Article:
Thousands of parents with children learning under the competency based curriculum (CBC) are struggling with the demand for involvement in their children’s schoolwork, which also appears to disadvantage learners from poor families.
The concept of parental empowerment and engagement has been misinterpreted, leaving many parents confused as they feel that teachers are getting it totally wrong by asking them to do homework with their children.
Others resort to buying various items that teachers ask the learners to make and present them for assessment, defeating the purpose of the activities aimed at developing skills in children.
Parents and stakeholders who spoke to the Nation expressed concern that teachers were not well trained and inducted on the concept that is a key plank of the Basic Education Curriculum Framework (BECF) on which CBC is anchored.
They also complained that CBC had many demands, especially the digital literacy component, which children from poor families find hard to meet.
“Indeed, we have been roped in as CBC learners as well, with the classroom extended to parents. Being a CBC parent is not easy; we’re back to homework,” a parent complained in a chat room.
To keep abreast of the goings-on at school, some parents have formed WhatsApp groups where they post updates on school matters. The groups are mostly active in the evening when the parents leave work. They also take to social media to vent their anger at things they have been asked to do.
“It’s wrong for teachers to assume parents are advanced academically. Children whose parents don’t have the competence or resources will be at a disadvantage. There are parents who also cannot afford smart phones, computers, printing and computer services to do some assignments,” said a senior official at the Ministry of Education.
The BECF recommends that learners use locally available materials for learning. The parental engagement component was introduced in all learning areas following recommendations in the needs assessment conducted by the Kenya Institute of Curriculum Development (KICD). Thereafter, the institute developed guidelines for its implementation that appears largely ignored.
“Empowered and engaged parents have a positive impact on the overall development of the learner in areas such as acquisition and nurturing of moral and religious values, improved health and nutrition, increased enrolment, retention, transition, academic achievements and identification of appropriate career choice,” Dr Sara Ruto wrote in the foreword of the publication when she served as KICD chairperson, before being appointed a Cabinet administrative secretary in the Ministry of Education.
Charles Ong’ondo, the KICD chief executive, told Nation that parents are not supposed to do the homework. “They’re just supposed to provide a conducive environment for the children to learn. They’re supposed to facilitate,” he said, giving two aspects of empowerment and engagement.”
“If you feel the teacher is asking for something unreasonable, you’re supposed to question them. Of course, there might be one or two teachers who might not get it right.”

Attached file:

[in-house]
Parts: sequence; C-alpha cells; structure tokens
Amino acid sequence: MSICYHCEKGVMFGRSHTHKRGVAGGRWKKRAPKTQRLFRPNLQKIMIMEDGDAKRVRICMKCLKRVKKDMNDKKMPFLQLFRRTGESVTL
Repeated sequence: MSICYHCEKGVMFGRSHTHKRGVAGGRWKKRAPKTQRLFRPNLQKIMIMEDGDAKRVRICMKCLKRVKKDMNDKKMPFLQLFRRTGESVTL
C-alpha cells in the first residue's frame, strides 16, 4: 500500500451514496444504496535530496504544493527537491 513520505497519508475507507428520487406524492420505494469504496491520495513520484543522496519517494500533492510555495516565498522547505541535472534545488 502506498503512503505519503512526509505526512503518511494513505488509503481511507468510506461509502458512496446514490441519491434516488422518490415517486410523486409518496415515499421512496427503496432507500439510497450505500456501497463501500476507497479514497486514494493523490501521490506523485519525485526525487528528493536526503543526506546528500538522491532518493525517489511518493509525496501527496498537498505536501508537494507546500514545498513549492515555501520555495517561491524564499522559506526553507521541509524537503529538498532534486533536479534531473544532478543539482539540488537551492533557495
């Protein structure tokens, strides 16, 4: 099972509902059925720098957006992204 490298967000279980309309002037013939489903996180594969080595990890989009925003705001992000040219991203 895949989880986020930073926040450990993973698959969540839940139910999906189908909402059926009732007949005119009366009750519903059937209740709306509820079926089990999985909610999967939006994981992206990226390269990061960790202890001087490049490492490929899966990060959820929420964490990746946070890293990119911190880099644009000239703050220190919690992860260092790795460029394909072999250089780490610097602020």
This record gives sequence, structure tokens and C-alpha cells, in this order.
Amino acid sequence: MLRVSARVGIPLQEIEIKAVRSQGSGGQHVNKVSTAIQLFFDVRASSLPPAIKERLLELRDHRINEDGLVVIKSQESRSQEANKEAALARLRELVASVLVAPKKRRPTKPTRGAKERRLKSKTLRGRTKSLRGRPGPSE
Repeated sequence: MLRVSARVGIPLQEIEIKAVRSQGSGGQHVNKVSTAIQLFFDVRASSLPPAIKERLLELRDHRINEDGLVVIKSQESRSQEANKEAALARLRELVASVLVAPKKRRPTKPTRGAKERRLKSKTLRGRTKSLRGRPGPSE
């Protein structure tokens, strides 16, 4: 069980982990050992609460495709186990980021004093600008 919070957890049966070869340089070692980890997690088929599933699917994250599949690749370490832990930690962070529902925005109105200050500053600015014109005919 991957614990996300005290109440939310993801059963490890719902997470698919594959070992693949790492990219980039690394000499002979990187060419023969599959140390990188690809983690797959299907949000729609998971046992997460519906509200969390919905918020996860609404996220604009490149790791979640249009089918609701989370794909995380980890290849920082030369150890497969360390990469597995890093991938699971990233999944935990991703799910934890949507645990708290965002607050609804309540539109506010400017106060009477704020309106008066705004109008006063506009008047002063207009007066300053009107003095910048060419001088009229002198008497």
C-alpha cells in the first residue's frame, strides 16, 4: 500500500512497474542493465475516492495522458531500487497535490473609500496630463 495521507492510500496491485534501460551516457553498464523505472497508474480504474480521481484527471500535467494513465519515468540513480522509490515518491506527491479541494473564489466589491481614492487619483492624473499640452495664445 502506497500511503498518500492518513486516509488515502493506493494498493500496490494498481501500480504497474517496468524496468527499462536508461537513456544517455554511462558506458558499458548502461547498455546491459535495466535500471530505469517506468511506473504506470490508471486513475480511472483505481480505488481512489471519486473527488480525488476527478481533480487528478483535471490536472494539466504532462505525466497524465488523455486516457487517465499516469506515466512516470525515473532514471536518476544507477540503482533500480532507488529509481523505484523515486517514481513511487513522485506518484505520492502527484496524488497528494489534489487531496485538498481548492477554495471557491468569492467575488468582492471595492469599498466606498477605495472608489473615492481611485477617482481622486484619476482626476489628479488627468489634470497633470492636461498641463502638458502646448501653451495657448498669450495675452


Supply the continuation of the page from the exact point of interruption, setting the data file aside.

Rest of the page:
Teachers Service Commission
However, some parents differ and blame the teachers for not training parents well on their role in the implementation of CBC. The Teachers Service Commission has been training teachers since the curriculum was rolled out in 2019. However, this was criticised by the Kenya National Union of Teachers, which threatened to block the training programme, leading to a major falling out between the two.
“The policy by KICD is totally different from what is happening. CBC has transferred homework to the parents. Most parents have not understood their roles well in this curriculum. They’re doing the homework and this is what teachers are marking instead of the learner’s work,” a parent, Ms Charity Muthoni, said.
There have also been complaints of some private schools asking parents to buy too many books for lower primary learners. Some schools issued lists that contained books such as an encyclopaedia not approved by the KICD.
However, Nairobi County executive committee member for Education, Ms Janet Ouko, in a recent TV interview, blamed parents for not questioning some of the demands. Learners in public schools use the text books provided by the government.
“Why aren’t village public schools having that complaint? This is a Nairobi problem, an academy problem. This is a problem of the middle class who do not want to look like they are broke,” she said.
Parents have also raised concern that the curriculum is too demanding and that learners hardly have time for play as they are expected to do more work after school.
The CBC pioneer class is now in Grade Five and scheduled to complete the primary education in December next year after which they will proceed to three years of junior secondary. This will be followed by another three years of senior secondary education where they will choose their preferred pathway from the provided three: arts and sports science, social sciences and Science Technology Engineering and Mathematics.